|This article was developed by the Advocacy and Health Policy Division of The American College of Surgeons for ASCRS News.
Sequestration (automatic spending cuts)
- Despite ACS opposition, sequestration cuts took effect, including a two percent reduction in Medicare physician payments and graduate medical education (GME) funding, as well as approximately $1.6 billion in reduced funding for medical research at the National Institutes of Health.
- The ACS supported three GME bills. The Resident Physician Shortage Reduction Act of 2013 would address both short- and long-term workforce demands by increasing the number of Medicare-supported GME residency positions by roughly 15,000 over five years. The Training Tomorrow’s Doctors Today Act, which also increases the number of Medicare-supported residency positions by 15,000 over five years, would establish Medicare GME accountability and transparency measures. The Conrad State 30 and Physician Access Act would expand and permanently reauthorize the Conrad 30 Program, which has worked since 1994 to bring thousands of foreign physicians trained in the U.S. to rural, inner-city, and other medically underserved communities.
ACS launches SurgeonsVoice
- The College launched SurgeonsVoice, an enhanced grassroots advocacy program for recruiting, educating, and motivating Fellows to use their influence to change the dynamic in Washington, DC, by equipping members with the knowledge and tools necessary to become an integral part of our nationwide grassroots advocacy network of surgeon advocates.
Proposal to repeal SGR formula
- The Senate Finance and House Ways and Means Committees released a bipartisan, bicameral draft proposal for repealing the sustainable growth rate (SGR) formula and fixing the Medicare physician payment system. The proposal builds on draft legislation that the House Energy and Commerce Committee approved earlier.
The ACS sent a letter to the Senate Finance and House Ways and Means Committees responding to their bipartisan, bicameral draft proposal to permanently repeal the SGR and fix the Medicare physician payment system.
In November, 259 Members of the House of Representatives, in an effort spearheaded by Representatives Bill Flores (R-TX) and Dan Maffei (D-NY), sent a bipartisan letter to Speaker John Boehner (R-OH) and Minority Leader Nancy Pelosi (D-CA), urging Congress to permanently repeal the flawed Medicare SGR formula and replace it with a system that rewards quality, while controlling costs. The College spearheaded this effort in partnership with numerous national and state physician organizations and record-breaking grassroots efforts by the College Fellows.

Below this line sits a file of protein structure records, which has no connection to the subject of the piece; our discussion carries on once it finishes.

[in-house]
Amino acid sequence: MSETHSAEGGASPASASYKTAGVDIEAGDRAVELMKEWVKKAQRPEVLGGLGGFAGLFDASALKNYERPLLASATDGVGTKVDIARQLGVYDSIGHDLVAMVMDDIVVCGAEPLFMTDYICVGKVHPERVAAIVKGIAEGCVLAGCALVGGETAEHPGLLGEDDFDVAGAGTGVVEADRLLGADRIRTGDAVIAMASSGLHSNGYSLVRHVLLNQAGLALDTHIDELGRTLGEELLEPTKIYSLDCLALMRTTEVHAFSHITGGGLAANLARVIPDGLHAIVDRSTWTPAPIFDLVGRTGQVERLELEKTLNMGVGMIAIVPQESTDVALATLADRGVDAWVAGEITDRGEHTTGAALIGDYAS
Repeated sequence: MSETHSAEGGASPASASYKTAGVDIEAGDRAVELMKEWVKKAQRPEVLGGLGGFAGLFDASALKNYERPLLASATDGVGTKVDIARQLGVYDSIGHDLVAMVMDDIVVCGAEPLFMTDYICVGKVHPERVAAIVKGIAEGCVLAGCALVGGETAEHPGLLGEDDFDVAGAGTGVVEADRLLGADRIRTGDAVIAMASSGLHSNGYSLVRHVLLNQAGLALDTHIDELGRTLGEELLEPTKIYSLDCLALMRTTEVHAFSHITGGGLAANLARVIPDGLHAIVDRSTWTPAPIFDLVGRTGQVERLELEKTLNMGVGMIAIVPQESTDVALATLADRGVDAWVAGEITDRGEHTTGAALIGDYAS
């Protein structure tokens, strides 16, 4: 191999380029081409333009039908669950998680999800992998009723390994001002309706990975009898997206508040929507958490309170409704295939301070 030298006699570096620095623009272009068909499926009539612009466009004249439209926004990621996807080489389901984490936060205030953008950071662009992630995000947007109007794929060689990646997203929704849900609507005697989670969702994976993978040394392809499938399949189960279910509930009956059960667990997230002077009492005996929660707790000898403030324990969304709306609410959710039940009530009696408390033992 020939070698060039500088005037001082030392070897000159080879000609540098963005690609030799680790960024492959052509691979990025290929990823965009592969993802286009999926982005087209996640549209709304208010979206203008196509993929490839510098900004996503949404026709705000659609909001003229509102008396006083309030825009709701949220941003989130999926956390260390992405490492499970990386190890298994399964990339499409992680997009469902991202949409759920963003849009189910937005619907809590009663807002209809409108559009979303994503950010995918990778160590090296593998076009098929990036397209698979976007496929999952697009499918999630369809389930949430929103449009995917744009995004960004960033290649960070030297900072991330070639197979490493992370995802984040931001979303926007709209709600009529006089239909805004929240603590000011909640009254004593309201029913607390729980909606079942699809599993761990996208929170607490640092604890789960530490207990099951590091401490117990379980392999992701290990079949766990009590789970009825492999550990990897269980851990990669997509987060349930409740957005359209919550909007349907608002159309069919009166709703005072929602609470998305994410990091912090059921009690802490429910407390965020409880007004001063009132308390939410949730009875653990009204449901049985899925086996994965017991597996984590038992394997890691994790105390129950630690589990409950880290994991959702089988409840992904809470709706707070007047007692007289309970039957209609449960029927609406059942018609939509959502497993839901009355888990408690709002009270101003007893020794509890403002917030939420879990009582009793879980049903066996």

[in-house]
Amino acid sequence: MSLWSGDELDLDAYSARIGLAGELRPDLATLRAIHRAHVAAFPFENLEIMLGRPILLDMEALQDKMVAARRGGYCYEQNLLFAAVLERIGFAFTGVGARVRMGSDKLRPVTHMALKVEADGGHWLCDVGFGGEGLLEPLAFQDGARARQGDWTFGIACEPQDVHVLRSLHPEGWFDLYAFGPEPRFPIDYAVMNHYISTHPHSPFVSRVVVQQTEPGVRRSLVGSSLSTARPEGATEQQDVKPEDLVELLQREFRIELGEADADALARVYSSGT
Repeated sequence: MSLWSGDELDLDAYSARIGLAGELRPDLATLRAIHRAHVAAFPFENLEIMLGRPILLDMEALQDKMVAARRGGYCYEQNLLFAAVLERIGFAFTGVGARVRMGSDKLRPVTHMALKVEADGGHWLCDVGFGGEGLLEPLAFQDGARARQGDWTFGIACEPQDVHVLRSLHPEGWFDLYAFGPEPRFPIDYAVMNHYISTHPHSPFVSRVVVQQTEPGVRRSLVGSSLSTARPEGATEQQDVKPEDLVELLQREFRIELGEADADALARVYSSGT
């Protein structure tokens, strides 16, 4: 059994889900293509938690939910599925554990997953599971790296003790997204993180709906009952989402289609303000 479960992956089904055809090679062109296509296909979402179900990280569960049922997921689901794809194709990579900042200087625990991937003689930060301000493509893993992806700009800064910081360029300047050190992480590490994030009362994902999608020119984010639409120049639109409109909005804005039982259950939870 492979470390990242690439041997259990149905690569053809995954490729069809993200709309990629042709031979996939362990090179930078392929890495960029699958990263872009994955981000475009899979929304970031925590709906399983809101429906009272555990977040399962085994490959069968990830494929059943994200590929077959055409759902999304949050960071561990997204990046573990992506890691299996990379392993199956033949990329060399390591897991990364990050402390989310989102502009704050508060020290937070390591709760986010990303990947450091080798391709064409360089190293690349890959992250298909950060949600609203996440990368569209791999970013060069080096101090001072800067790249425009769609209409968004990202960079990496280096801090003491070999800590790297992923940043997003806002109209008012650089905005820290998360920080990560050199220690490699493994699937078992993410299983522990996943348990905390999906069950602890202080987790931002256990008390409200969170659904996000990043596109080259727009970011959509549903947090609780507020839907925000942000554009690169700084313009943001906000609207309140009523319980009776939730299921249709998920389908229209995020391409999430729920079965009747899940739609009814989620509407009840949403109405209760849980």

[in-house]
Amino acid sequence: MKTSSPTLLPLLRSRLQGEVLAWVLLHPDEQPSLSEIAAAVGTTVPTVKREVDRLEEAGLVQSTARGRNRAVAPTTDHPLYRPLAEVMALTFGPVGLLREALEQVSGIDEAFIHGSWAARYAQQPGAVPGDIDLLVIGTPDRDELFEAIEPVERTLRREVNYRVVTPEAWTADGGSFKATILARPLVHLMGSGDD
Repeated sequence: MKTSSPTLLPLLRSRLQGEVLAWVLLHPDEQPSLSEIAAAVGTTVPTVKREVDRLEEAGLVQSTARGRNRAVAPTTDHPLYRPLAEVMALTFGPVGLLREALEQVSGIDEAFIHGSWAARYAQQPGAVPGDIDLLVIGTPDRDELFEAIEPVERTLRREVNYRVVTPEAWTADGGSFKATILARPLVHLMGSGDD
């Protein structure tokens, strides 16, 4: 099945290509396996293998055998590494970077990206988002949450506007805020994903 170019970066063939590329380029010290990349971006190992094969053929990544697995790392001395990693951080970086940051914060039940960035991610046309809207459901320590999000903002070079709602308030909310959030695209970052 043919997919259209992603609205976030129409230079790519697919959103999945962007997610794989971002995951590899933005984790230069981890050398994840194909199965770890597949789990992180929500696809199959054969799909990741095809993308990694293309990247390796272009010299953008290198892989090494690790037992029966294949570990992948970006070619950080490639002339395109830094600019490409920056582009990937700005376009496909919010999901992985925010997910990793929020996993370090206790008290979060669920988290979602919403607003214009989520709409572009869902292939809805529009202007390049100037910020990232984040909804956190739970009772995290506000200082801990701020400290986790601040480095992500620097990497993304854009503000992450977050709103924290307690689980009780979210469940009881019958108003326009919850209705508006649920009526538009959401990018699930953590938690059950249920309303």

In December, Congress passed a three-month, 0.5 percent increase in the Medicare physician payment rate as a bridge to allow for negotiations on a permanent repeal of the SGR formula. The short-term patch averts the scheduled cut to the payment rate, which is in excess of 24 percent.
The ACS and other surgical societies issued a letter in opposition to the proposed legislation to repeal the SGR before the Senate Finance Committee. The College's position was based on the proposal's call for a 10-year physician payment freeze and inadequate incentives for providing value-based care. We believe the impact of these two provisions would hinder our members' ability to keep their practices open, disincentivize the sharing of best practices, and place patients' access to surgical services at risk. The College urged the committee to delay a vote on the proposal; however, it ultimately passed out of committee.
Alternatively, the House Ways and Means Committee made good faith changes in its proposed SGR legislation to address some of our concerns and provided more stability for surgeons and the surgical patient. The committee passed its proposal out of committee in December. The College continues to move the process forward and will work with both House committees, as well as the Senate Finance committee, to reform the Medicare physician payment system.